The trees at Central Station are host to a number of large elkhorns and staghorns. These are epiphytes which grow on the trees. Central Station is, you guessed it, in the middle of the island. It was originally a logging station. Now it is a museum with a lot of information and no food for humans. The loggers introduced the elkhorns and staghorns into the area (they were not there originally) and now they happily reproduce themselves. They’re the big green fan-shaped things:

Fraser Island - prehistoric beauty

Fraser Island - prehistoric beauty

Here’s the centre of a staghorn (Platycerium superbum):

Fraser Island - prehistoric beauty

Fraser Island - prehistoric beauty

This dude (below) is a King Fern (Angiopteris evecta), an ancient and primitive giant fern. It has the largest fronds in the world. There’s another of those “I’m the best-est” claims which abound on the island. The branches and fronds are supported by the water that the plant has sucked up, not by the plant’s fibre. I overheard a guide saying that this particular plant is 1200 to 1500 years old. So that implies that Wanggoolba Creek has not dried up in all that time. Wanggoolba Creek is one of but a few locations where you can see one of these plants. The creek water is crystal clear below the fern, with white sand and faint green markings:

Fraser Island - prehistoric beauty

Fraser Island - prehistoric beauty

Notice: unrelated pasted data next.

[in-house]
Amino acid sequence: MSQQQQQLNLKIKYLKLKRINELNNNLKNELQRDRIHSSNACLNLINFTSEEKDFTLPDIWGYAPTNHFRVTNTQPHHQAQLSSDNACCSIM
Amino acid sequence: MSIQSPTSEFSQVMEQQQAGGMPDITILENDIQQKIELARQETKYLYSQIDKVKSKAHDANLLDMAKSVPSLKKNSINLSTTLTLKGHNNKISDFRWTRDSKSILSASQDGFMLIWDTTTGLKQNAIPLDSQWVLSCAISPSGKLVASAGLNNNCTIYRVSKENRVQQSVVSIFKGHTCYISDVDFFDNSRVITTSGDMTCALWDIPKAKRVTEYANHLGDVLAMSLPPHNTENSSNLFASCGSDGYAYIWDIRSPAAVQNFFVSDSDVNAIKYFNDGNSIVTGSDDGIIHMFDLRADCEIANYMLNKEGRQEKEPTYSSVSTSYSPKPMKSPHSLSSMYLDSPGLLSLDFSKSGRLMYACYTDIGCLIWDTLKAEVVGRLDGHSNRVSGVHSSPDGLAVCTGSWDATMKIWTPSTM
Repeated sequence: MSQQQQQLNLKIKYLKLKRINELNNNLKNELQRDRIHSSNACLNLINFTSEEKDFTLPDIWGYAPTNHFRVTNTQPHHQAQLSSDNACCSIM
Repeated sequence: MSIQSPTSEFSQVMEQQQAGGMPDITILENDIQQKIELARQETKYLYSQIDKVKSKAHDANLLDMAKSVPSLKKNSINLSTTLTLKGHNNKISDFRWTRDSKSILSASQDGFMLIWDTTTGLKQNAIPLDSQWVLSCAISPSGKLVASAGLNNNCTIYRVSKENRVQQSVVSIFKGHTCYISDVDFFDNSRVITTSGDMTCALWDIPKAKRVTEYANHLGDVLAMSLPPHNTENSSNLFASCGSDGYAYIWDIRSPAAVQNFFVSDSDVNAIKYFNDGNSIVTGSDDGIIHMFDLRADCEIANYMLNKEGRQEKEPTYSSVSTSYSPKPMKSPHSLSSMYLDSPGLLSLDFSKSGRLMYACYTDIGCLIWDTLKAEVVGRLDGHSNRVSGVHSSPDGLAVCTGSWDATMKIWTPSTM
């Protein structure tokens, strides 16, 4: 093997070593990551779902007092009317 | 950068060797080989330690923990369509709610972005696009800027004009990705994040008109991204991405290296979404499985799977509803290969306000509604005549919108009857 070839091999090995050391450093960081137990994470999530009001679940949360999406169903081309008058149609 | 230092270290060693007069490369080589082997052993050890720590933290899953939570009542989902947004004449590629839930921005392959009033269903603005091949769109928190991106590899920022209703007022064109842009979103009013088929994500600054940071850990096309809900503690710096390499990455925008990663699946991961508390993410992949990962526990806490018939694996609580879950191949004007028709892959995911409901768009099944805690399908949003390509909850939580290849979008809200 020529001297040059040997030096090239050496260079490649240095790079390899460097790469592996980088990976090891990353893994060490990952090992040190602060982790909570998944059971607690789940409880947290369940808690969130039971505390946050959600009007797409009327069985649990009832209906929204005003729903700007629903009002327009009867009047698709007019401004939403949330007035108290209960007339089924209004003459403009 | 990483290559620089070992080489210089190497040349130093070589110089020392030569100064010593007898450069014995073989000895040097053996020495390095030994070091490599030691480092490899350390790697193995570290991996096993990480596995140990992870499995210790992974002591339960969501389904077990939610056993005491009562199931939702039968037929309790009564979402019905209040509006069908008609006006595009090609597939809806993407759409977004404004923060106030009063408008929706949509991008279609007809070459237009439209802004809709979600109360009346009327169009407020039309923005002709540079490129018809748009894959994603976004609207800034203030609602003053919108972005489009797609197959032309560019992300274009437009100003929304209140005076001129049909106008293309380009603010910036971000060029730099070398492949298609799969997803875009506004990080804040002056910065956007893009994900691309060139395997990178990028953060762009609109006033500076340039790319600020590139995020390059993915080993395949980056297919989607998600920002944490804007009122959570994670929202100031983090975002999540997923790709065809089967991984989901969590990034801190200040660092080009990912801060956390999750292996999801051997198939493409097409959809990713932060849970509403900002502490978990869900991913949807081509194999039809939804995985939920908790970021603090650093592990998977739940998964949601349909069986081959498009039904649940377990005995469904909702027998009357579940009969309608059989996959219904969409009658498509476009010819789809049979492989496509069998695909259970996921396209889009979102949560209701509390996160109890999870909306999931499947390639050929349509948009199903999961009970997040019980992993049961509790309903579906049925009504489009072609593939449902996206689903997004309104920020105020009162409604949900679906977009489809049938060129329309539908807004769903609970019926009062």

Now we’ve crossed over to the east coast of the island. You may think these trees are on rocks, but you’d be wrong again. That’s dark brown, sculpted sand:

Fraser Island - prehistoric beauty

Fraser Island - prehistoric beauty

Here are some tracks leading onto Seventy-Five Mile Beach:

Fraser Island - prehistoric beauty

Fraser Island - prehistoric beauty

The sand on Seventy-Five Mile Beach squeaks as you walk on it and squeals as you drive on it. This is an early morning view of the beach before the tide washes away the tyre marks:

Fraser Island - prehistoric beauty

Fraser Island - prehistoric beauty

The whole island, all sand, is anchored on two or three rocky outcrops. The main one is Indian Head, a looming promontory at the northern end of the island. Here is Indian Head, as seen from Middle Rocks (the other main anchor point for the island):

Fraser Island - prehistoric beauty

Fraser Island - prehistoric beauty

Indian Head itself offers toe-curling heights:

Fraser Island - prehistoric beauty

Fraser Island - prehistoric beauty

Now you’re looking northwards from Indian Head towards Middle Rocks:

Fraser Island - prehistoric beauty

Fraser Island - prehistoric beauty

This worm has a lot more to say about Fraser Island: the lakes and creeks, the creatures, the deadly dangers and the driving. And of course, it’s all about the sand. Make sure you’re sitting comfortably, and I’ll tell you more tomorrow.

That’s all for today dudes.